I even thought of it a bit when I was putting up my Christmas tree today. There are those that would judge me as not being quite as good of a Catholic because I'm getting ahead of myself a little liturgically. You know what? We need to let it go. When we choose to put up Christmas decorations is not a salvation issue! I think that there is something very beautiful about doing some Advent decorations that are a little less fancy and saving the blow out Christmas decorations until Christmas Eve. But what can I say? I love the Christmas tree lights on these short, dark nights. I like to put them up right after Thanksgiving and leave them up through the 12 days of Christmas, to get the most out of it. Whatever works best for you and your family, whatever is special, is really fine. The important part, the hard part, is figuring out how to celebrate Advent.

I'm not sure how much this post makes sense as I try to work out some new thoughts, but I guess what I'm saying is that I see a lot of Pharisee in me, with all these rules and all these judgements of the people around me. I hope I'm starting to move away from this a little, and now when I hear fundamentalist statements, they are jarring to me. On the other hand, I've got a long way to go, because-among other things- I'm still very judge-y of the judgers. I think this is partly in reaction to my own mistakes, but I don't want to stay in such a reactionary place.

I'm still working through this. What do you think? Have you heard of this idea of Catholic Fundamentalism, or experienced it?

Thursday, November 16, 2017

Taking Back the Holidays

It's been a while, but this post is on my mind and heart and won't go away. As I mentioned in my last post, I was struggling some with the end of summer. Then came the Fall, and it got even worse. I think the pressure of the holidays began bearing down even then. The thing is, you would think I would be used to the single thing in general and being single on the holidays in particular, but I don't know that that will ever happen. There is so much about the holidays that is difficult. Even when I am with my parents, siblings, and whatever other extended relatives, the singleness is somewhat emphasized rather than minimized because my family is not there.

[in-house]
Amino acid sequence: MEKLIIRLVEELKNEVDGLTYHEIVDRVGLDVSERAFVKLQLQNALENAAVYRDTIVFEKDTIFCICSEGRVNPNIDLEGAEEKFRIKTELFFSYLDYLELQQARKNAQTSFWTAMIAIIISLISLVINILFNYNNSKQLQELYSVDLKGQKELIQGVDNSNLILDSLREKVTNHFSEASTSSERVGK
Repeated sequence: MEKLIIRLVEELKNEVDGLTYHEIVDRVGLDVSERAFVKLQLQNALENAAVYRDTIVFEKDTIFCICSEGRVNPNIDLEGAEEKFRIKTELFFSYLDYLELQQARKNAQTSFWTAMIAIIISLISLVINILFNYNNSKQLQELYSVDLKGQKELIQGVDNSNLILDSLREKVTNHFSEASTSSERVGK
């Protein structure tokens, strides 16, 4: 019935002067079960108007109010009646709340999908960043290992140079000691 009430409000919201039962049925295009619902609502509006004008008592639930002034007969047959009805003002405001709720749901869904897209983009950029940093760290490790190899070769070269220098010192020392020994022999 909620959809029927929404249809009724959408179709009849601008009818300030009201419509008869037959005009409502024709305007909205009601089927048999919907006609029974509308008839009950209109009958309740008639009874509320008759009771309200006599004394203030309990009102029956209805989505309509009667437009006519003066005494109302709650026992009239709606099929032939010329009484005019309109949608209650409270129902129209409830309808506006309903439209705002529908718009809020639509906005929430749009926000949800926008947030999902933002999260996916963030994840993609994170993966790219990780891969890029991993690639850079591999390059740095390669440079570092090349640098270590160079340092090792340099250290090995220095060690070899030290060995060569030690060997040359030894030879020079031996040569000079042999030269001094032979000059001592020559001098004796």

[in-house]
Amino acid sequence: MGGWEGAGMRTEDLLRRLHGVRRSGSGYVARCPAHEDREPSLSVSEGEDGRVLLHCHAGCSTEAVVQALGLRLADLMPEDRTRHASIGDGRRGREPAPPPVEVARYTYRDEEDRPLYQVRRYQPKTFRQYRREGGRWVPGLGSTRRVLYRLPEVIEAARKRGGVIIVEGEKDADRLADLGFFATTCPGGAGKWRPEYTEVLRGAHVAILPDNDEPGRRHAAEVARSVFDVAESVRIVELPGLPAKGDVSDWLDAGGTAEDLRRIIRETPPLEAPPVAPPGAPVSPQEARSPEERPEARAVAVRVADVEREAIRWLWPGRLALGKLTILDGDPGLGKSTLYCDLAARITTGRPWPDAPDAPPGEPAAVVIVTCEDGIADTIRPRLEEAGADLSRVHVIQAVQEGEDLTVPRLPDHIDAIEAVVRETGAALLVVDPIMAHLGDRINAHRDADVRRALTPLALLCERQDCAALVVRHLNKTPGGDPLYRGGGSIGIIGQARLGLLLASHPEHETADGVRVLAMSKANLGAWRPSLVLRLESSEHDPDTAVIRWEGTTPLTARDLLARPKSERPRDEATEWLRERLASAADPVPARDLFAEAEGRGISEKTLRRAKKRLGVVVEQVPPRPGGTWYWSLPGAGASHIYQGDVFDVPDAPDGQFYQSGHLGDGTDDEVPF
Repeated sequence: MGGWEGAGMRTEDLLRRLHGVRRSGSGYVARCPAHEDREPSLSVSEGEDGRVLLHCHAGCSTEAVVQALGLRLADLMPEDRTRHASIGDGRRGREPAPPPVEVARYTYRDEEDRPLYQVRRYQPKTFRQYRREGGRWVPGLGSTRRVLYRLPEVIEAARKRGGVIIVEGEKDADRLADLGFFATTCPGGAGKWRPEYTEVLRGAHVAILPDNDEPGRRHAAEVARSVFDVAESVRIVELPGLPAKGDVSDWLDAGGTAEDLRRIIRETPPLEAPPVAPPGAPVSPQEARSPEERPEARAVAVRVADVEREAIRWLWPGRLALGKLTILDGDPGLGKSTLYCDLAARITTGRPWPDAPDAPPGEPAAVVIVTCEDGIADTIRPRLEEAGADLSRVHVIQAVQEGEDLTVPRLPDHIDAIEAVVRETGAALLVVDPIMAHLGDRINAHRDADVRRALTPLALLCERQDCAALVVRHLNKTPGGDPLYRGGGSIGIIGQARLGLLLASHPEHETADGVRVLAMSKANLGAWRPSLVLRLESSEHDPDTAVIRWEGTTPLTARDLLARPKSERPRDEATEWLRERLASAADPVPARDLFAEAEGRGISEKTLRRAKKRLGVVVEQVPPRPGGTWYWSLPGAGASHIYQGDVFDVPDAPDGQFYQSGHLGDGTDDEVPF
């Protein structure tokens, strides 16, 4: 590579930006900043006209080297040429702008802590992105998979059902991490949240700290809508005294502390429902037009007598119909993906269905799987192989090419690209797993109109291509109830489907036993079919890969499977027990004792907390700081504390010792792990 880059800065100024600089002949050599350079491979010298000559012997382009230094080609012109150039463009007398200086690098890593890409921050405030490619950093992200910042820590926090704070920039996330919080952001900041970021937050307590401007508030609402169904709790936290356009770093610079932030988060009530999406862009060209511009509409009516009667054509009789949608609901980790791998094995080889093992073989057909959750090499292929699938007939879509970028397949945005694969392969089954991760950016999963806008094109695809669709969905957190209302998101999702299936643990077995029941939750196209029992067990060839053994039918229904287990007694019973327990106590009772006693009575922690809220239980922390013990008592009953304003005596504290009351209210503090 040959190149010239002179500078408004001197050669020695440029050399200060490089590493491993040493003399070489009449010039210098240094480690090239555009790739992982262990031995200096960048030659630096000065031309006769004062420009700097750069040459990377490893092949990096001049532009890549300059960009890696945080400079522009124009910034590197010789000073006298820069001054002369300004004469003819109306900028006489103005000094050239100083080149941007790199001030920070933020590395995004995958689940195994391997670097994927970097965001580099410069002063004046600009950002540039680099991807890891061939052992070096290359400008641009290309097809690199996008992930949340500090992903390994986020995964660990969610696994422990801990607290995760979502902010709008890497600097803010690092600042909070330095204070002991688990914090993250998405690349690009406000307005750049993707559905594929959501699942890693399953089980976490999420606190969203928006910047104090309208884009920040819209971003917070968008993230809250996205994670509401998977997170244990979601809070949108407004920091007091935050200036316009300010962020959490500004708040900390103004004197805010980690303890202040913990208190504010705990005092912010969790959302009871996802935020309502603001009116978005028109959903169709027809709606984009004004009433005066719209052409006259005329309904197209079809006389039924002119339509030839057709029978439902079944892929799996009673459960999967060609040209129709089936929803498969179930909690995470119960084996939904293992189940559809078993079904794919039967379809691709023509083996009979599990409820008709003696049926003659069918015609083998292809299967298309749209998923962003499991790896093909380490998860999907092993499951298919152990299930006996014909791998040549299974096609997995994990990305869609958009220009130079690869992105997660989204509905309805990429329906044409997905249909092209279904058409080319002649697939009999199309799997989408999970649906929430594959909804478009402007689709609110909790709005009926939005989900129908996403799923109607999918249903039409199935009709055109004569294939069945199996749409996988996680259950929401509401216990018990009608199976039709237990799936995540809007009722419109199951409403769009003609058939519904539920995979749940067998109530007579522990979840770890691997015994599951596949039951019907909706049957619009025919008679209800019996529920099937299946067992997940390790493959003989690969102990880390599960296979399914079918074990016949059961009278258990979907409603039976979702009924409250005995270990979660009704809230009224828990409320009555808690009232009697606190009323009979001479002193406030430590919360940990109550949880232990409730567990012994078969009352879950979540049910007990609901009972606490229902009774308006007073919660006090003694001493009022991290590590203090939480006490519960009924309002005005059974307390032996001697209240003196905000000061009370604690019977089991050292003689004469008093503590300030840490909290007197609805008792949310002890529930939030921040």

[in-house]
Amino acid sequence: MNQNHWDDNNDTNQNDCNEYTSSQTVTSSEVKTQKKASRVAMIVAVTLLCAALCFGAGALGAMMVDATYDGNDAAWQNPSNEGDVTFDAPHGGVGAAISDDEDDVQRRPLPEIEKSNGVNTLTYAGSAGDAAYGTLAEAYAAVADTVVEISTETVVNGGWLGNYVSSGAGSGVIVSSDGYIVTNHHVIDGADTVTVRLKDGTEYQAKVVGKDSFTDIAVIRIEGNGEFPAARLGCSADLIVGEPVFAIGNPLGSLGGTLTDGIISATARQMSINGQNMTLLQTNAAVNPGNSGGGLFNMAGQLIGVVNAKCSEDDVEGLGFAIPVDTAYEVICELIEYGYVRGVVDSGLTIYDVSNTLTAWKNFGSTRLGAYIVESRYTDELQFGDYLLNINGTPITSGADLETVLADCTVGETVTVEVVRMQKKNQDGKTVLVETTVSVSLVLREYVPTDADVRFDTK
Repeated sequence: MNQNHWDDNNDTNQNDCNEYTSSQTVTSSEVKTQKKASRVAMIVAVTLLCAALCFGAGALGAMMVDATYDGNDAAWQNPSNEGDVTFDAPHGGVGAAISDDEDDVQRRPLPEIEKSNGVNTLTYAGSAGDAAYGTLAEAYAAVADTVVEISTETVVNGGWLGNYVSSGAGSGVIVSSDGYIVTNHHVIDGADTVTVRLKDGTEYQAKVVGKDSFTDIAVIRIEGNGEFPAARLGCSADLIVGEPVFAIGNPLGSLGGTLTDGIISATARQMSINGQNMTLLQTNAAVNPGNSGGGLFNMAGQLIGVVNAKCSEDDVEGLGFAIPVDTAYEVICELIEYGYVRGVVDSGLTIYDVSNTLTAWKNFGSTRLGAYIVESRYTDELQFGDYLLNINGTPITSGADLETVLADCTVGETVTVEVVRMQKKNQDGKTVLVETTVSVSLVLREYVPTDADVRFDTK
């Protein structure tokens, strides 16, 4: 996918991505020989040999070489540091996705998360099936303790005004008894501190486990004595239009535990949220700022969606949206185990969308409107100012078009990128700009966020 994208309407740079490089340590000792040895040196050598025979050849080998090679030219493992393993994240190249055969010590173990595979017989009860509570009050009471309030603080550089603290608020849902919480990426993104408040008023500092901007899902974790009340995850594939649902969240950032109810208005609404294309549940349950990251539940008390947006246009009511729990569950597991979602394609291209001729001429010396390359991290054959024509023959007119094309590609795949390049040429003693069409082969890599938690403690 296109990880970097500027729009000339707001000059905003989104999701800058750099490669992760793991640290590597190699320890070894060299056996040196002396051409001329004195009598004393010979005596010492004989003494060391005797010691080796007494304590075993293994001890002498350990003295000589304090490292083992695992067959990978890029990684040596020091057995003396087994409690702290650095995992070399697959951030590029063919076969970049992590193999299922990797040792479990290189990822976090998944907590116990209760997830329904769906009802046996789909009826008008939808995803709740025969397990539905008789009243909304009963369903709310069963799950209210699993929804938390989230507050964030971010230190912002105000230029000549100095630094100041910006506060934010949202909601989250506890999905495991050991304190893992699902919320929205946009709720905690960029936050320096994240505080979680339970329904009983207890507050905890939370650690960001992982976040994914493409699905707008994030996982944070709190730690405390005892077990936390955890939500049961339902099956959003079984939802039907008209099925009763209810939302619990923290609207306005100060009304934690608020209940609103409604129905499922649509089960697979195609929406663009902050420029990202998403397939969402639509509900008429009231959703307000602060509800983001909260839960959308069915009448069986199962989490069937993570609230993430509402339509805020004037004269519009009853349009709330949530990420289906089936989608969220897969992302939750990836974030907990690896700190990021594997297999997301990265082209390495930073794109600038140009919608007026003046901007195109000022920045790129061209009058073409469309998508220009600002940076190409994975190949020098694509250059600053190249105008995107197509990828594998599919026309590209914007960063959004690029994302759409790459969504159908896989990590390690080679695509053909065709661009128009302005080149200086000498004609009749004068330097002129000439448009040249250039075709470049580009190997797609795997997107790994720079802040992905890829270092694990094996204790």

I do put up a tree for me because I am worth the hassle, even if there's no one else to share it, and I love the lights of the Christmas tree on the dark evenings. But sometimes in the warm glow, I am stunningly struck by how much better it would be to share it with others. Sometimes in the worst of it, it makes me angry as well as sad, because what? Being single even takes away the joy of the holidays? I don't even get that?

(Side note: I recently read a post quoting Charlie Munger, and he had a friend that would have these cards for anyone who started to say anything that started to lean to self pity. They said, "Your story has touched my heart, never have I heard of anyone with more misfortunes than you." My sarcastic heart loves it, and I have started mentally giving these cards to myself when I start to notice that I am crossing the line from legit processing something that hurts to wallowing in self pity.)